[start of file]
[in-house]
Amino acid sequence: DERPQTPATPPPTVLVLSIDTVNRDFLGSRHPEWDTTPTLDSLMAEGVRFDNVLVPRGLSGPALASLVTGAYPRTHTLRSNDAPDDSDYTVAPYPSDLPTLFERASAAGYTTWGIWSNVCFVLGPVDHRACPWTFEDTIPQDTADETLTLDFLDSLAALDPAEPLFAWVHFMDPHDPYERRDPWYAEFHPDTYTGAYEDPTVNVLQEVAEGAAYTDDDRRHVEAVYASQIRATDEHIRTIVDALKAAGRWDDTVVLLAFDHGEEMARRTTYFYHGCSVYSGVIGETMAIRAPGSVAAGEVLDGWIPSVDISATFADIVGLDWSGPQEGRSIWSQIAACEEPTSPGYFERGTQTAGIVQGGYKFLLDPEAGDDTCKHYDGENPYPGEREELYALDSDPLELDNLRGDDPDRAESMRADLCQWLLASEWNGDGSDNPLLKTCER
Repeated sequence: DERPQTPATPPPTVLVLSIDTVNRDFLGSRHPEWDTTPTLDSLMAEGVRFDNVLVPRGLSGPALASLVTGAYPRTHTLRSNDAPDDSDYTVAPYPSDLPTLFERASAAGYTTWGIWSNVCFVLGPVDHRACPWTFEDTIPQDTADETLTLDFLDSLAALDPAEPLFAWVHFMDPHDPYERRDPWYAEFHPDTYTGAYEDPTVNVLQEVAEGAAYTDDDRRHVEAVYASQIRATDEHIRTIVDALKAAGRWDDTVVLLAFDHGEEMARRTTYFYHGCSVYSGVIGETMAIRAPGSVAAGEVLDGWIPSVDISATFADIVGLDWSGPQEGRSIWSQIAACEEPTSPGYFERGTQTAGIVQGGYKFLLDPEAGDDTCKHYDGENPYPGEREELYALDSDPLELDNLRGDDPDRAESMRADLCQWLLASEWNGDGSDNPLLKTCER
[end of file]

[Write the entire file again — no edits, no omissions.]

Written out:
[in-house]
Amino acid sequence: DERPQTPATPPPTVLVLSIDTVNRDFLGSRHPEWDTTPTLDSLMAEGVRFDNVLVPRGLSGPALASLVTGAYPRTHTLRSNDAPDDSDYTVAPYPSDLPTLFERASAAGYTTWGIWSNVCFVLGPVDHRACPWTFEDTIPQDTADETLTLDFLDSLAALDPAEPLFAWVHFMDPHDPYERRDPWYAEFHPDTYTGAYEDPTVNVLQEVAEGAAYTDDDRRHVEAVYASQIRATDEHIRTIVDALKAAGRWDDTVVLLAFDHGEEMARRTTYFYHGCSVYSGVIGETMAIRAPGSVAAGEVLDGWIPSVDISATFADIVGLDWSGPQEGRSIWSQIAACEEPTSPGYFERGTQTAGIVQGGYKFLLDPEAGDDTCKHYDGENPYPGEREELYALDSDPLELDNLRGDDPDRAESMRADLCQWLLASEWNGDGSDNPLLKTCER
Repeated sequence: DERPQTPATPPPTVLVLSIDTVNRDFLGSRHPEWDTTPTLDSLMAEGVRFDNVLVPRGLSGPALASLVTGAYPRTHTLRSNDAPDDSDYTVAPYPSDLPTLFERASAAGYTTWGIWSNVCFVLGPVDHRACPWTFEDTIPQDTADETLTLDFLDSLAALDPAEPLFAWVHFMDPHDPYERRDPWYAEFHPDTYTGAYEDPTVNVLQEVAEGAAYTDDDRRHVEAVYASQIRATDEHIRTIVDALKAAGRWDDTVVLLAFDHGEEMARRTTYFYHGCSVYSGVIGETMAIRAPGSVAAGEVLDGWIPSVDISATFADIVGLDWSGPQEGRSIWSQIAACEEPTSPGYFERGTQTAGIVQGGYKFLLDPEAGDDTCKHYDGENPYPGEREELYALDSDPLELDNLRGDDPDRAESMRADLCQWLLASEWNGDGSDNPLLKTCER